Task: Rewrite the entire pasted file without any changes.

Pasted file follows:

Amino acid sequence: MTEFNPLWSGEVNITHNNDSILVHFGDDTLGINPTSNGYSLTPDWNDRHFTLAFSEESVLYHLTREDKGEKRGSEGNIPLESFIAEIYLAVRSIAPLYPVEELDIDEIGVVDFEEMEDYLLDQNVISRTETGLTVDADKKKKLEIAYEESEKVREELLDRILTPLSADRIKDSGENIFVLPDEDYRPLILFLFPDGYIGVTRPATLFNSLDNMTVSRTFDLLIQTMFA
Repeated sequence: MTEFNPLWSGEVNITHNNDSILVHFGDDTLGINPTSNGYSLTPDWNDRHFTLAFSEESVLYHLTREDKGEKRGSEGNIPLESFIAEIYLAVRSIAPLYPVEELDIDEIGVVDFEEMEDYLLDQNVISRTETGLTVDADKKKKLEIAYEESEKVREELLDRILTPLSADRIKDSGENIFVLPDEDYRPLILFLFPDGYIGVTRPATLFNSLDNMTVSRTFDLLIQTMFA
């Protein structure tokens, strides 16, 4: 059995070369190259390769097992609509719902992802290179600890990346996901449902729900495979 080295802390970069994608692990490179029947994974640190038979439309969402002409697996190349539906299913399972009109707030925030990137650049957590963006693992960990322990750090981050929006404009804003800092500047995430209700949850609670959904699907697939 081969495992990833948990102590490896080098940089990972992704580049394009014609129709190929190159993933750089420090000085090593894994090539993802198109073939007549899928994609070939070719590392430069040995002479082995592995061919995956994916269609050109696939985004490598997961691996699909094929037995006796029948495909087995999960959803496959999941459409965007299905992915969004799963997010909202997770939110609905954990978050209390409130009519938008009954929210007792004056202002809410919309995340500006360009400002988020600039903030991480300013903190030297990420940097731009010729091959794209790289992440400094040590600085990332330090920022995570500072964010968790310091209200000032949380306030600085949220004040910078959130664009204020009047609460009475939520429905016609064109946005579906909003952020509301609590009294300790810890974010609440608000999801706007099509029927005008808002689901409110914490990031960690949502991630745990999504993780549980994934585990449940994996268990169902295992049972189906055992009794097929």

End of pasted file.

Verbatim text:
Amino acid sequence: MTEFNPLWSGEVNITHNNDSILVHFGDDTLGINPTSNGYSLTPDWNDRHFTLAFSEESVLYHLTREDKGEKRGSEGNIPLESFIAEIYLAVRSIAPLYPVEELDIDEIGVVDFEEMEDYLLDQNVISRTETGLTVDADKKKKLEIAYEESEKVREELLDRILTPLSADRIKDSGENIFVLPDEDYRPLILFLFPDGYIGVTRPATLFNSLDNMTVSRTFDLLIQTMFA
Repeated sequence: MTEFNPLWSGEVNITHNNDSILVHFGDDTLGINPTSNGYSLTPDWNDRHFTLAFSEESVLYHLTREDKGEKRGSEGNIPLESFIAEIYLAVRSIAPLYPVEELDIDEIGVVDFEEMEDYLLDQNVISRTETGLTVDADKKKKLEIAYEESEKVREELLDRILTPLSADRIKDSGENIFVLPDEDYRPLILFLFPDGYIGVTRPATLFNSLDNMTVSRTFDLLIQTMFA
């Protein structure tokens, strides 16, 4: 059995070369190259390769097992609509719902992802290179600890990346996901449902729900495979 080295802390970069994608692990490179029947994974640190038979439309969402002409697996190349539906299913399972009109707030925030990137650049957590963006693992960990322990750090981050929006404009804003800092500047995430209700949850609670959904699907697939 081969495992990833948990102590490896080098940089990972992704580049394009014609129709190929190159993933750089420090000085090593894994090539993802198109073939007549899928994609070939070719590392430069040995002479082995592995061919995956994916269609050109696939985004490598997961691996699909094929037995006796029948495909087995999960959803496959999941459409965007299905992915969004799963997010909202997770939110609905954990978050209390409130009519938008009954929210007792004056202002809410919309995340500006360009400002988020600039903030991480300013903190030297990420940097731009010729091959794209790289992440400094040590600085990332330090920022995570500072964010968790310091209200000032949380306030600085949220004040910078959130664009204020009047609460009475939520429905016609064109946005579906909003952020509301609590009294300790810890974010609440608000999801706007099509029927005008808002689901409110914490990031960690949502991630745990999504993780549980994934585990449940994996268990169902295992049972189906055992009794097929």